Yesterday as my daughter was driving me to the hospital to get the results of my breast biopsies, she said, “How are you feeling? What are you expecting to hear?”
It seemed an unnecessary question because many times before I had said that I felt that it was cancer, mainly due to the way I was treated by the staff during the procedures 10 days before, but since she had brought up the subject, I asked, “What did you see when you were with me watching the procedures last week?”
“Well,”she said, “there is no doubt that there is something there. And you know cancer comes from the word crab, and your whatever was dark and flat but with lots of rough edges sort of like a crab might have.”
“So you think it is cancer too,” I said.
“I’m afraid so.”
And then the consultant made three of us who thought that. She was young, tall and thin, and rather cold. She was abrupt in her questions, and not very comforting in her comments.
“The scan showed you have a 40 mm grade 2 invasive lobular carcinoma. It is hormone positive, Her 2 negative, K 67 10%.”
Luckily my daughter is a scientist so she understood more than I what those words and numbers meant.
“The usual first course of treatment would be surgery,” she went on. “It is of a size where you probably would be given a mastectomy, but might be able to have a lumpectomy but if she had that, you would have to have five days of radiotherapy. If you had a mastectomy you wouldn’t need any other treatment.”
“But I am expecting to be treated with chemotherapy for my colon cancer,” I said. “Do you mean I need to have this surgery before that, or might the chemo help with the breast cancer too?”
“Well chemo isn’t really of much effect on breast cancer. It would not be our first choice of therapy, but as you are going to be having the chemo anyway, I think we might postpone the surgery until after you have had it. But in the meantime, I think we will give you a drug called letrozole which will block your body’s uptake of oestrogen. You will take one tablet a day, and it just might shrink your tumour down so that only a lumpectomy will be necessary.”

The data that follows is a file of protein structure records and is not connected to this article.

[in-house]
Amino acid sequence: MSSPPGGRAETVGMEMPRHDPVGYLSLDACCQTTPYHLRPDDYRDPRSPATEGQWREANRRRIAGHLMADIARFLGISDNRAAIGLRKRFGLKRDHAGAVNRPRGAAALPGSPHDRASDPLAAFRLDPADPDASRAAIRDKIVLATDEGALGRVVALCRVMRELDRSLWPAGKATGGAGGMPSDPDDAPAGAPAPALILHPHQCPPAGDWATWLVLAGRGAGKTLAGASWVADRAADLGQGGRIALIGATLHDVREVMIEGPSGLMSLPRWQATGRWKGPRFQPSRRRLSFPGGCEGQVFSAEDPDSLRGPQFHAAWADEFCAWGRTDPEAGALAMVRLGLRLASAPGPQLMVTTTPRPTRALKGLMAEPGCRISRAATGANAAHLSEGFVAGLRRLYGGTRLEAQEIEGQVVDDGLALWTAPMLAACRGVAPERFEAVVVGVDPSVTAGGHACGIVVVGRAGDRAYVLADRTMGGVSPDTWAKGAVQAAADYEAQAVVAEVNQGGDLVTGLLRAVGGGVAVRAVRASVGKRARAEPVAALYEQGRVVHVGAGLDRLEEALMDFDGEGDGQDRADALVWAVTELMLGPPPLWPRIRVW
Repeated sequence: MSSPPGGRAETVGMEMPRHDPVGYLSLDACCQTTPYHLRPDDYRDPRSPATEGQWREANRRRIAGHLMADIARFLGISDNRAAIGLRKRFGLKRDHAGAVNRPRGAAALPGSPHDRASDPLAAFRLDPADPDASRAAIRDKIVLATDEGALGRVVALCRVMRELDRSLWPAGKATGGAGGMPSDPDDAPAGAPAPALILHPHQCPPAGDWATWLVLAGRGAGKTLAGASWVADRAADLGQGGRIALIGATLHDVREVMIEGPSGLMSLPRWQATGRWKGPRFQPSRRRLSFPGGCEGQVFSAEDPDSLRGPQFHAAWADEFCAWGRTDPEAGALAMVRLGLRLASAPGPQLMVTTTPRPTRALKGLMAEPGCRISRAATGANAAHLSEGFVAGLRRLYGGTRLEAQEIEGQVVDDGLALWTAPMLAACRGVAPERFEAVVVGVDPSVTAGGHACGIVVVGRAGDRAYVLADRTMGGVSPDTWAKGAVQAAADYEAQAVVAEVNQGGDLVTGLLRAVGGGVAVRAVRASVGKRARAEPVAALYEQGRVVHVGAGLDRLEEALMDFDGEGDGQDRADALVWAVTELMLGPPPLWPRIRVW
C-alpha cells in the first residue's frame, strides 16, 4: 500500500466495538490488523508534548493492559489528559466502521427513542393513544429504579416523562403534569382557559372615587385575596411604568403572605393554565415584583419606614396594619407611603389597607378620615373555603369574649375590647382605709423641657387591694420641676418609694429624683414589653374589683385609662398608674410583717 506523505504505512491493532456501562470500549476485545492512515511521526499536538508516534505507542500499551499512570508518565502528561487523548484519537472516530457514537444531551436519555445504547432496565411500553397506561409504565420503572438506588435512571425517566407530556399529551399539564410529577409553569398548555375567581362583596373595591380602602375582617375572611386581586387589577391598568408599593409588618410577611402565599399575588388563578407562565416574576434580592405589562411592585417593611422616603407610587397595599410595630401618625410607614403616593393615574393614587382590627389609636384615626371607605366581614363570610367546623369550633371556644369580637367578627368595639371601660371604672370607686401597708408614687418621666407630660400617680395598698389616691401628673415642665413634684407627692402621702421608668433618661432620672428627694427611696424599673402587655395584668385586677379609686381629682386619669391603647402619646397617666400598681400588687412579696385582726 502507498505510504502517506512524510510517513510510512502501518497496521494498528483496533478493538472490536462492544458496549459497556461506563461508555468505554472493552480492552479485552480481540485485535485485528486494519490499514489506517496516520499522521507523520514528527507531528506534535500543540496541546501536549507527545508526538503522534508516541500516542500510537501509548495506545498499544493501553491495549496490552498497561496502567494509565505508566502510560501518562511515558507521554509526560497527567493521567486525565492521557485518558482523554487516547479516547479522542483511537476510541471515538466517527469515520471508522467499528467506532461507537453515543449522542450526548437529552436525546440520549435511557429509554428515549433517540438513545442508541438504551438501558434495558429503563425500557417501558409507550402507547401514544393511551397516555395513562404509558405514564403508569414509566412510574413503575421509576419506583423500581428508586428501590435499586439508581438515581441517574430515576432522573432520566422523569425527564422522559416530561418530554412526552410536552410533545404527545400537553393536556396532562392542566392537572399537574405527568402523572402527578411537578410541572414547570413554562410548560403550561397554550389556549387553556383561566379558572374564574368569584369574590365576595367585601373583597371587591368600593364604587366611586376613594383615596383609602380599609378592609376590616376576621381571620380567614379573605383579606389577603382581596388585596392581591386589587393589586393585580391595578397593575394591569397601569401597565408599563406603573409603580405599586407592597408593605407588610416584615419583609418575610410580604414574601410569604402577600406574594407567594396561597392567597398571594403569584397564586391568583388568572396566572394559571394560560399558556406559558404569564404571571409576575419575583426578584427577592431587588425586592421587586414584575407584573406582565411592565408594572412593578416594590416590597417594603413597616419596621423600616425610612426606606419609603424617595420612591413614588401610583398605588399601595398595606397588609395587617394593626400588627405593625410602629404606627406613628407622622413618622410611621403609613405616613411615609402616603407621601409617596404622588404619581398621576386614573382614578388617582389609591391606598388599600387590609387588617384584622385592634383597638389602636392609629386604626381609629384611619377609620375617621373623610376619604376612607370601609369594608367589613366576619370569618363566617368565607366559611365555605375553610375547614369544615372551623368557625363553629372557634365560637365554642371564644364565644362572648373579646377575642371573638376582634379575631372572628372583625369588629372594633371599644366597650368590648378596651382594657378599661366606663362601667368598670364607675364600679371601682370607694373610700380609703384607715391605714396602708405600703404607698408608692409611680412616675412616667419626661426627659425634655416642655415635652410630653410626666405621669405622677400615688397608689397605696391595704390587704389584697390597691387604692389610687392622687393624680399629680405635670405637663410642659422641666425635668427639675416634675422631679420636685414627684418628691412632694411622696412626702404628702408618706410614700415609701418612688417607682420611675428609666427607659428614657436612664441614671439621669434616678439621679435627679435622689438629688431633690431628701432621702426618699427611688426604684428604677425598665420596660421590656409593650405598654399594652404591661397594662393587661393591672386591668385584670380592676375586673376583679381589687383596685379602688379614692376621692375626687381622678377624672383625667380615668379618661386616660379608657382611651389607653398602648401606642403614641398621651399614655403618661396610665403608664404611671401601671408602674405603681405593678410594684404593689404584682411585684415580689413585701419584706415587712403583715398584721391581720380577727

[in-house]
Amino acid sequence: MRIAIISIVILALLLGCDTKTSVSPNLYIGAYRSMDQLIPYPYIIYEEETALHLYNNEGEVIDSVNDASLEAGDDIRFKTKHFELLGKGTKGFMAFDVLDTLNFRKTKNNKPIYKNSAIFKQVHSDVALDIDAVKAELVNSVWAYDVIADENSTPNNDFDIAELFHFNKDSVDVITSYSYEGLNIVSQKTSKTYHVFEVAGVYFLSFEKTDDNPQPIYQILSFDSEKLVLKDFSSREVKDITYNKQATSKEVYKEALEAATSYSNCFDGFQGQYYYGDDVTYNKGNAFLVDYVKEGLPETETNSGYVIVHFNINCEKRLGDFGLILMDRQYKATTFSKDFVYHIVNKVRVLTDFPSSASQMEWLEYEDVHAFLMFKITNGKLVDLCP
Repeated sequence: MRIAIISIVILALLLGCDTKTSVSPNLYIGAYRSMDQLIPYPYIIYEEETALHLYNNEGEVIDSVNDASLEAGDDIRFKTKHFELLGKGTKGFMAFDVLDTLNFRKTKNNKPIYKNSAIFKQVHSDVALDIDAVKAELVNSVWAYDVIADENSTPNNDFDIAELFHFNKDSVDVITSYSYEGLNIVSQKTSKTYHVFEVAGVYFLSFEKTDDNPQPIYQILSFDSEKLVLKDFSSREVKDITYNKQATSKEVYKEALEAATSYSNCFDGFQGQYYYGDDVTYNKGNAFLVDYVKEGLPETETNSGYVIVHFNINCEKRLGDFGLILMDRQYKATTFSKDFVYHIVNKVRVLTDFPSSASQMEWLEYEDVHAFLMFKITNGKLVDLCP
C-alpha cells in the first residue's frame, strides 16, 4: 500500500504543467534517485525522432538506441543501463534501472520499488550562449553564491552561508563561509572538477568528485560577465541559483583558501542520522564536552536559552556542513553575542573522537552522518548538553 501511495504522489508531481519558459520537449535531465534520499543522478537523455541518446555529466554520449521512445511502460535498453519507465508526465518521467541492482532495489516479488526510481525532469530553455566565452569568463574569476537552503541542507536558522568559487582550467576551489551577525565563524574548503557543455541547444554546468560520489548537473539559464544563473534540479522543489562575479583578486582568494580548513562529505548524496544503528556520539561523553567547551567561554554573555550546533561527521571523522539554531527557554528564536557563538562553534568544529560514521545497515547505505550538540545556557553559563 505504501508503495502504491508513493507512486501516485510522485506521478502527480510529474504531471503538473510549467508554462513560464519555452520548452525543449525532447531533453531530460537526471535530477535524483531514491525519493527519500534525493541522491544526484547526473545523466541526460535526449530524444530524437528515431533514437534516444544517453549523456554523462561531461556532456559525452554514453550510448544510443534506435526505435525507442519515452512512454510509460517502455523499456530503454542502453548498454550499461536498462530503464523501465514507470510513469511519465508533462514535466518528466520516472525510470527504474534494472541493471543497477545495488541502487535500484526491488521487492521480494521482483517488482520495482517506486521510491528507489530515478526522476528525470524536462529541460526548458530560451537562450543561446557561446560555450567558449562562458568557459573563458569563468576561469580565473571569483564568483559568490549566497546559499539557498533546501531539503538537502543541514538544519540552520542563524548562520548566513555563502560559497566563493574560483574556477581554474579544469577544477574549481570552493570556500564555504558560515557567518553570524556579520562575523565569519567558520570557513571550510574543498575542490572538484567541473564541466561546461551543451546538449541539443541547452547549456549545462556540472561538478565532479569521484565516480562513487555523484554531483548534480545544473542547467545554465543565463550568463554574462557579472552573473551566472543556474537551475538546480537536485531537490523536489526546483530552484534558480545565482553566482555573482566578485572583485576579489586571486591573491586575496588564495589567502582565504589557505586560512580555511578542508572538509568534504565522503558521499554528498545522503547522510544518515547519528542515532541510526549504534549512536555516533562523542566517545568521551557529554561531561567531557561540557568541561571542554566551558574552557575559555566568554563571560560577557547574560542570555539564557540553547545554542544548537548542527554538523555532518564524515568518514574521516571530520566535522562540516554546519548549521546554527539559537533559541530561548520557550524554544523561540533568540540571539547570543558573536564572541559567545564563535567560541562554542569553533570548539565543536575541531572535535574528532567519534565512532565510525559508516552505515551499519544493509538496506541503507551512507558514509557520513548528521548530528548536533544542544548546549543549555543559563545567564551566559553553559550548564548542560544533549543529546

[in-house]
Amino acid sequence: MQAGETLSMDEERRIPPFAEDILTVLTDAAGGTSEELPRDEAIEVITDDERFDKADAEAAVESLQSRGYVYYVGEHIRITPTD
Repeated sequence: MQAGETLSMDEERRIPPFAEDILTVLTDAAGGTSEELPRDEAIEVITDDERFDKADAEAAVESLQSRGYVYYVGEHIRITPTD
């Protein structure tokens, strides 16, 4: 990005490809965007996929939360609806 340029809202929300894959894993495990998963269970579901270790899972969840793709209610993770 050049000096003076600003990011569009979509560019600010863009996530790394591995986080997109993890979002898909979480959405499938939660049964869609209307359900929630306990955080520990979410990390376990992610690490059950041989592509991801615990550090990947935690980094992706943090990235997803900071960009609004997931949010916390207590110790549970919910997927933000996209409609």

“What are the side effects of that drug?” I asked.
“The usual side effects of menopause - mood swings, hot flushes, things like that.”
Then she asked me to strip and palpated my right breast. When she had finished, she said, abruptly, “Well, which do you choose - mastectomy or lumpectomy?”
“Mastectomy,” I said, because I felt it was what she wanted me to say.
So that was it. We were taken by a nurse who was our personal contact from this hospital to liaise with us and answer any questions. She gave us loads of booklets and went through the basics again. Because all big medical decisions go through a team meeting, they had to discuss the potential treatment plan with my surgeon from the other hospital and so the next trip would be to confirm what the joint treatment would be, and to prescribe me with the Letrozole. The appointment was made for 3 weeks time.
“So the cancer will continue to grow without treatment, “ I said. “No problem,” she replied, “because it is a very slow growing cancer. You probably have had it for the last five years and it is only now got to the stage where it was recognisable.”
So now we know. But despite having the two most common types of cancer for women, I somehow am pleased that both of them are rarer than other types within in same category. For instance 80% of breast cancer is called ductal where the cells are within the milk ducts. My 20% is lobular. In the booklet, the picture of the two of them, show the ductal type being on the branch part of a sort of tree shape with the trunk of the tree being the nipple The lobular cancer is like a flower (or weed more likely) on the very end of the leaves of the tree.
So now we know. I can’t say I am devastated. It would have been nice to have a benign tumour, but I guess that is the downside of living a long time.